A name with multiple origins and meanings, Miles is shaped by daring musician Davis and modern hero Morales.


#55 as of 2022


Currently at an all-time high and still gaining in use


Germanic “good”; Slavic “gracious” and Latin “solider”


Many famous people have answered to the surname Miles – too many to list.

It’s also related to names like Milon, Millson, Melson, and Mills – at least some of the time.


The baby name Miles has surged in popularity in recent years.

Characters from 2004 movie Sideways and long-running television favorite Lost answer to the name. 

So does Miles Morales, the newest hero to wear the alias Spider-Man in the comic books, some television series, and, of course, 2018’s Spider-Man: Into the Spider-Verse and the 2023 sequel, Across the Spider-Verse. 

That tracks with the name’s rise in use. Between high-profile celebrities and fictional heroes, there’s shortage of places for parents to hear smart, stylish Miles.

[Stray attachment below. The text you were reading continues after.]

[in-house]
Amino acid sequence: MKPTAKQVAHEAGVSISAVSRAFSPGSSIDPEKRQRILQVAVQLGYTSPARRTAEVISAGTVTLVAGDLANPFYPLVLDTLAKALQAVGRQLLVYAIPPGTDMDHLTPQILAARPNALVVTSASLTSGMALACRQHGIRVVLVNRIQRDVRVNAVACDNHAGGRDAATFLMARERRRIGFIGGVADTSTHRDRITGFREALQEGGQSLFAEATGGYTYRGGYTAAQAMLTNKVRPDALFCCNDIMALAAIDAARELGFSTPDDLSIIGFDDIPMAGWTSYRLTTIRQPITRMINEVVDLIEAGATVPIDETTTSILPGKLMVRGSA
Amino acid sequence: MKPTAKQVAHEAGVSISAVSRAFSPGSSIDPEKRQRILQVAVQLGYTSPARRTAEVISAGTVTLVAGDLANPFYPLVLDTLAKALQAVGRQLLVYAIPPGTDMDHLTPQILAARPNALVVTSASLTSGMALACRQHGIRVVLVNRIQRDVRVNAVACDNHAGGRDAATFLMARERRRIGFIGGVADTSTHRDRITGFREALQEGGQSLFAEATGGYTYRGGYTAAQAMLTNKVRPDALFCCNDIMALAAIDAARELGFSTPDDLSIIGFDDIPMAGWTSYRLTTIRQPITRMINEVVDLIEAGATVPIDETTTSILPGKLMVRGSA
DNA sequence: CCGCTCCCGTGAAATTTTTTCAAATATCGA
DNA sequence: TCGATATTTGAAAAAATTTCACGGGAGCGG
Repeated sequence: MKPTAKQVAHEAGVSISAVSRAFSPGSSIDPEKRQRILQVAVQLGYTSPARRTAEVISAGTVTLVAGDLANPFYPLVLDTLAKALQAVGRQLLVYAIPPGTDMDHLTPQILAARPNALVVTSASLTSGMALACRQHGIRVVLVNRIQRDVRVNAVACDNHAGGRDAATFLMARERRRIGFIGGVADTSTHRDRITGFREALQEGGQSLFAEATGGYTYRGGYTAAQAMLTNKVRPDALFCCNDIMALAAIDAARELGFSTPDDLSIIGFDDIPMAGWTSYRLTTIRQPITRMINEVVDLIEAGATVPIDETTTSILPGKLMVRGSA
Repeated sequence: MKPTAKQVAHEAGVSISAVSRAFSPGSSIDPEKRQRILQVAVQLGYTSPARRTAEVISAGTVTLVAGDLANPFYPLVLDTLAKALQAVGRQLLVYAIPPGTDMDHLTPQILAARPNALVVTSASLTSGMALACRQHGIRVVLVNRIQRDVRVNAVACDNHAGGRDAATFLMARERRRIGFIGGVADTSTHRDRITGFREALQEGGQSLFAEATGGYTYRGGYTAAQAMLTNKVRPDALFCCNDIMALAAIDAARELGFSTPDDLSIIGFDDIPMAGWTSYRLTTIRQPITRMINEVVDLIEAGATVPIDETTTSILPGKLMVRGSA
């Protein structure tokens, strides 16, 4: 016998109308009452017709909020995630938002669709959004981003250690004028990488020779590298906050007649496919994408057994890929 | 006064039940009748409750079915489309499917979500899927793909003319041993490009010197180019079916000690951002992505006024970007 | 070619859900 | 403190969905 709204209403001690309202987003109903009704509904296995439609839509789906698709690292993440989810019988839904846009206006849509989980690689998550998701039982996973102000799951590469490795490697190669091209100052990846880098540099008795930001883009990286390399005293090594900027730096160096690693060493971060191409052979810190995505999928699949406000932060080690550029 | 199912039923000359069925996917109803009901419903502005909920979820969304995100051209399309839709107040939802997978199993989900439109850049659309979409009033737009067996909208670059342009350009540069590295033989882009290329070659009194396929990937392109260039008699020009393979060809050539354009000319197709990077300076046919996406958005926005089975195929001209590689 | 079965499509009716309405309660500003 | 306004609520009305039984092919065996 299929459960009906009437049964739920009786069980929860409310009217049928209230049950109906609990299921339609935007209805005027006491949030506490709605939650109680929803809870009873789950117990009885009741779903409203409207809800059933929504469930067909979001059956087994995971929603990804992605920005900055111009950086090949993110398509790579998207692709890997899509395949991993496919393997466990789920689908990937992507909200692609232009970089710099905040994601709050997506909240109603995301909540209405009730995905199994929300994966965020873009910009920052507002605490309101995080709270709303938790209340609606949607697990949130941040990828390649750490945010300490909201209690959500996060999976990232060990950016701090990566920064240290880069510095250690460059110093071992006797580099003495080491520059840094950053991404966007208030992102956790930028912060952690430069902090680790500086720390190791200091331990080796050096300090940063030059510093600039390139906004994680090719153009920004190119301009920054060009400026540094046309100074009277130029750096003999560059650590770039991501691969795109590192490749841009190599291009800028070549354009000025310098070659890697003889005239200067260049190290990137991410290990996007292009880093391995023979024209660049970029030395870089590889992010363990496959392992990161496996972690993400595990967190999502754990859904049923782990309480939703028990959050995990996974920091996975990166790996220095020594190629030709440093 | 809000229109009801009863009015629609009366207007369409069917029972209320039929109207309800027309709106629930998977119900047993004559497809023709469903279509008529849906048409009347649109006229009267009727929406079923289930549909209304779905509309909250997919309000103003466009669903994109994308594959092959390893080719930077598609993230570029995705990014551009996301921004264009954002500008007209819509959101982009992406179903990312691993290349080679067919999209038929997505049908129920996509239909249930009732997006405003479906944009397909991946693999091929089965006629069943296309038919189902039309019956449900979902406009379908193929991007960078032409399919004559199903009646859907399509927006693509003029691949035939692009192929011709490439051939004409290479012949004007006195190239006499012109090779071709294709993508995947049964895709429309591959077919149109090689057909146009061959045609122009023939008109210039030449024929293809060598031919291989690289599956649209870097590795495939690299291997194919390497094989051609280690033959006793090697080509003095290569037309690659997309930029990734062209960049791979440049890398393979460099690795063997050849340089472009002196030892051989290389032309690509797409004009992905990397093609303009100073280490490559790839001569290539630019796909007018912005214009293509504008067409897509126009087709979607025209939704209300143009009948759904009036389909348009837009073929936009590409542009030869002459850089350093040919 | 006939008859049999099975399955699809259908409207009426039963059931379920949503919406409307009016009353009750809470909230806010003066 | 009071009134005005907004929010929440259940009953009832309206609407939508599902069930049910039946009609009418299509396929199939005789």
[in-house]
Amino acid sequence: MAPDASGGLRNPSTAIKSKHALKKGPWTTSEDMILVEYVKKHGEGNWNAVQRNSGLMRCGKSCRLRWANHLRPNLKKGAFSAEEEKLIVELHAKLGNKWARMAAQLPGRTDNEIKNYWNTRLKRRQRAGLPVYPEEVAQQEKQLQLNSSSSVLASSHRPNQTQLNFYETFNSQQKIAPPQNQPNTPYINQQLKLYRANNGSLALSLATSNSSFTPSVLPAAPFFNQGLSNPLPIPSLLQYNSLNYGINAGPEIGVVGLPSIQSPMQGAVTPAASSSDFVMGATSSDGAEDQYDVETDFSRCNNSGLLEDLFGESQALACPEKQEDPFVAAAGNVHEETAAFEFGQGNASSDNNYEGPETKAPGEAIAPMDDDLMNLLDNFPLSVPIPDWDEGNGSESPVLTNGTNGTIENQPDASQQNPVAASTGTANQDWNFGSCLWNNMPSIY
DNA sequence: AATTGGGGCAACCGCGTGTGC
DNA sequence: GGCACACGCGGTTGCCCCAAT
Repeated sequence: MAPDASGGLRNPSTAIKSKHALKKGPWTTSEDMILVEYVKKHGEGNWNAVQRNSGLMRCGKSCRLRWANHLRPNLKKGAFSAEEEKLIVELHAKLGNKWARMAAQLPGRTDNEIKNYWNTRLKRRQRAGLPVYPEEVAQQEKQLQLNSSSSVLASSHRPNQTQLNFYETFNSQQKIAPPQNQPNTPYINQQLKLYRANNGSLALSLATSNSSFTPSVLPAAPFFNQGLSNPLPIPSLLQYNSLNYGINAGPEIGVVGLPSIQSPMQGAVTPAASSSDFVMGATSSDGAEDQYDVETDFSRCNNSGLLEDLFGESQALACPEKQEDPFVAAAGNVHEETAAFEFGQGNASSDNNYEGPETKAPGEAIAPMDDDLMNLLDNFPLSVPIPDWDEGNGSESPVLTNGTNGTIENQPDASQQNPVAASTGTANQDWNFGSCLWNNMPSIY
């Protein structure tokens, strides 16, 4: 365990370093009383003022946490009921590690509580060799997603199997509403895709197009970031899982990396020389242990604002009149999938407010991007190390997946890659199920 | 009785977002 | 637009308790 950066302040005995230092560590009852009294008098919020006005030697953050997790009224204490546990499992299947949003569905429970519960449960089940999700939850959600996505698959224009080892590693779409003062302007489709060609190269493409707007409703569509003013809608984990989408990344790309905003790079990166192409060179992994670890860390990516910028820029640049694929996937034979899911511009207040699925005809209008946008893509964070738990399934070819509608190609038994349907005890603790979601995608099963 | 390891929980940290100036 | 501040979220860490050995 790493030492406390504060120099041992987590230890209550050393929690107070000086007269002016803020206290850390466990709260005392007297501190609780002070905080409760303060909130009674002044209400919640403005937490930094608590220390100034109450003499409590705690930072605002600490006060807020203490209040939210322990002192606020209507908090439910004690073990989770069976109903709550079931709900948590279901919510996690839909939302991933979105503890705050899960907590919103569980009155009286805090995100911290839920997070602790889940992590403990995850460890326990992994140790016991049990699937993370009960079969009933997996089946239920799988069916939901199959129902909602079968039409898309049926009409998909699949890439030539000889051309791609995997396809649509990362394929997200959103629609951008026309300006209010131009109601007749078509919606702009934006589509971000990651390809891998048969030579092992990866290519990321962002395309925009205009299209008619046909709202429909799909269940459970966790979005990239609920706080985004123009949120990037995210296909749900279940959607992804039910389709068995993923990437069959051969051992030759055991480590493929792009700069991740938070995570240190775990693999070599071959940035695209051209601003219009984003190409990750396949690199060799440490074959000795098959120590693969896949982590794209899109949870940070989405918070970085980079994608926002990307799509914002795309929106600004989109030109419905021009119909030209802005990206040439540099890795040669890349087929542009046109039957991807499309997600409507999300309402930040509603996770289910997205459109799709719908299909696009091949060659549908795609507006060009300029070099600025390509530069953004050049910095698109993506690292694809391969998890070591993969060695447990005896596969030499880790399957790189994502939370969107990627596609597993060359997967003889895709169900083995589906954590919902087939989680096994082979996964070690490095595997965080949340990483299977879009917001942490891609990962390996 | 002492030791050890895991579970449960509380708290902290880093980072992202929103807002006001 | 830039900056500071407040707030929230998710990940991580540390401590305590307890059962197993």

It’s a name rooted in history but at home in the world today. No surprise that Miles is going places.

Would you consider the baby name Miles for a son?

Originally published on January 5, 2010, this post was revised substantially and re-posted on January 6, 2014, April 24, 2019, and April 19, 2024.

About Abby Sandel

Whether you're naming a baby, or just all about names, you've come to the right place! Appellation Mountain is a haven for lovers of obscure gems and enduring classics alike.

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What do you think?


  1. I love the name Miles (Milo for a nickname), but his middle name will be Rush (a family name). Is Miles Rush too, er, speedy? It’s asking for teasing trouble, right?

    1. So … a few thoughts. I think A LOT of people would hear Miles Rush and not make the connection. And a few would find it charming, and a few would find it bizarre.

      While I generally think we’re using middles names more often that previous generations, that’s a voluntary choice. Your son could happily go through life as Miles R. most of the time.

      All of that means that your take on Miles Rush is what matters. If you like the high-energy quality of the full name, then it’s a feature, not a bug. But if it bothers you? Then yes, I’d find another first name choice. (Ames? Brooks? Just Milo as his formal name?)